My mother-in-law called me over last week to help her figure out two things on the computer: One was how to renew library books online, and the other was to set her up with online banking. Hadn’t I already showed her how to renew library books at least twice before? And online banking? Wait. Is she really up to that?
She uses her computer for two main functions. One is the forwarding of political, old-age, sexually inappropriate, or cute baby animal emails. This daily forwarding helps us in that we don’t have to call her every day to make sure she is not lying at the bottom of her stairs. If we DON’T get an email forward from her, we call or stop by.
Her other online function is the playing of backgammon. The backgammon game she plays is through a website, so about every two weeks, we get a call that backgammon is “broken.” What this actually means is she cannot find the URL. Fortunately, she lives close, so this type of help desk call can usually be handled in a few minutes.
A frequent catalog customer, she has discovered the joys of online shopping through Amazon. I have given her several Amazon lessons, set her up with an account, and have helped her to place countless orders. But when she tries to do this by herself, the results are never good. She once inadvertently ordered 5 copies of the same cookbook. Now when she wants to order from Amazon, she calls me, because I am “so good at Internet shopping.” I will generally go to her house to show her how easy this really is, but honestly, she’d rather just give me an order form and have me place the order for her. Mmm. Sounds like catalog shopping to me.
My father has similar Internet mishaps, which he always defers to my brother “the computer expert.” My brother’s credentials are that a) he owns a computer, b) he’s retired, lives close, and almost always available.
I frequently wonder what it is that renders these two independent, intelligent adults completely hapless when it comes to their computers. For my mother-in-law, I decided it may have to do with passwords. Each site requires a user name and password. Though I know this is not the most secure solution, I suggested that maybe she use the same user name and password for multiple accounts. This seemed to work until websites began requiring more secure passwords. So again, against my better judgment, I bought her a password book which she keeps right next to the computer. Still, most of her passwords and user names never make it into the book, and are instead scribbled on envelopes, sticky notes and other scraps of paper that are strewn haphazardly around her desk.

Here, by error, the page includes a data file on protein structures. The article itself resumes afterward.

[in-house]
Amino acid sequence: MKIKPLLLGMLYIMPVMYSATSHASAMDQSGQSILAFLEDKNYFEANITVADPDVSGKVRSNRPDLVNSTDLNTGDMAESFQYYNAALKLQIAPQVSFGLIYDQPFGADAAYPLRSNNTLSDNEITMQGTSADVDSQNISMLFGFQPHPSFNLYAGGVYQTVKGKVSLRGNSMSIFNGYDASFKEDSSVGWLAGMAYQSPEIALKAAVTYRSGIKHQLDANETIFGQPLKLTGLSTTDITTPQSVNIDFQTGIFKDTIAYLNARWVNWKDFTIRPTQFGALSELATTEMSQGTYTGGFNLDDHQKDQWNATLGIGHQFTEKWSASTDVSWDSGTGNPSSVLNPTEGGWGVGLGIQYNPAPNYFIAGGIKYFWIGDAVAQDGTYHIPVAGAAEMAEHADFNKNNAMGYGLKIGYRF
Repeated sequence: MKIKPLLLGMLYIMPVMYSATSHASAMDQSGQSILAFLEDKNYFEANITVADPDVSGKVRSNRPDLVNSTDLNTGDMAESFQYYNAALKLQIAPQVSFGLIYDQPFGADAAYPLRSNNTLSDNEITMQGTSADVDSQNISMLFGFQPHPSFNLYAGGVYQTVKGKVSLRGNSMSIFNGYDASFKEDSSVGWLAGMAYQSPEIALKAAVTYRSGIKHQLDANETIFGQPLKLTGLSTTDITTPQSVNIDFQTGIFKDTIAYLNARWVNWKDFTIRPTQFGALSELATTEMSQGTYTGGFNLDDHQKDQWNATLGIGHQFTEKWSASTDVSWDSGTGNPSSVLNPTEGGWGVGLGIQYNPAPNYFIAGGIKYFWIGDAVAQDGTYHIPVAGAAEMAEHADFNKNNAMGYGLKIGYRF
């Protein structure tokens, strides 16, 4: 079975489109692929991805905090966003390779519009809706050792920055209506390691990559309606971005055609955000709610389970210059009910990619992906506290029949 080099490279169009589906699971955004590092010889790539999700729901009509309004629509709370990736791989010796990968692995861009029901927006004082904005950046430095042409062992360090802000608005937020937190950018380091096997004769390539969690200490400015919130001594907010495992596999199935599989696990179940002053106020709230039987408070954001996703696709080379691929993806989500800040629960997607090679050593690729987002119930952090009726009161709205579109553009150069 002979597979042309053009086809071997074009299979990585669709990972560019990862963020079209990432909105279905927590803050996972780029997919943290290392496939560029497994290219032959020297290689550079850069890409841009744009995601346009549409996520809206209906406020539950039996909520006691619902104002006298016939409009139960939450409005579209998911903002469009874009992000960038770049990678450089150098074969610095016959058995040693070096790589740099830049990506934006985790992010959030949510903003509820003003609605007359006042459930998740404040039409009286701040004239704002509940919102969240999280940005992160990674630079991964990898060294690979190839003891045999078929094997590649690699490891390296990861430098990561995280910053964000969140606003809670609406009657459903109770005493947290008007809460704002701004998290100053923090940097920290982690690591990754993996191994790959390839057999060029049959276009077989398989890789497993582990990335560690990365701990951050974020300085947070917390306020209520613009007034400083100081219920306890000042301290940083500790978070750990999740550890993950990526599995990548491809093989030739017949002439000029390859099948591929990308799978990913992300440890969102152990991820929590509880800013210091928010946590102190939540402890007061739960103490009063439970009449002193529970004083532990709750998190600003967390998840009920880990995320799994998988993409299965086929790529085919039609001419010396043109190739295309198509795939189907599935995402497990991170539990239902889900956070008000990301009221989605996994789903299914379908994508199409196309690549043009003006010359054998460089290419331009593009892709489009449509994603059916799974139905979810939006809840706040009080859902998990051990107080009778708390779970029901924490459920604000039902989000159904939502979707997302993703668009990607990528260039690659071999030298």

I think the cause of my father’s problems stem from his use of and inability to escape from AOL. AOL provided a safe Internet bubble at a time when the whole thing was new and mysterious. They would (and still do) feed news and shopping opportunities to their customers without them ever having to go out into the real world to find something on their own. It is for this reason that my Dad is completely unable to Google anything. Though we have tried to explain to him that he needs to leave the safe haven of AOL to find most things, he forgets, uses their search engine, and then complains how hard it is to find things on the Internets.
Many times, our elderly parents, after frustrating attempts online, will resort to calling a company to resolve a problem, check on an order, or just get some help. Then they are met with a phone tree – For billing, press one; for new orders, press two, etc. I think the phone tree stymies them more than the Internet. I hear them tell tales of being on the phone for over an hour trying to get return instructions for an item they ordered, or to see if a payment has been credited. I honestly do not think these companies have such large queues that people remain on hold for an hour. I think what’s happening is our elderly relatives either can’t hear or, like toddlers, are unable to follow instructions with multiple steps.
We do what we can for our elderly parents, with the realization that there are some things, no matter how many times we teach them, they will never learn. It makes me feel like some sort of Googling, internet-shopping goddess when I can get my mother-in-law a particular gourmet food item delivered to her door in two days’ time. And I know my brother enjoys his lofty title of “computer expert.” I’m fairly certain they will come up with something that will confound an elderly me someday, and I’ll be making my own calls to the Help Desk.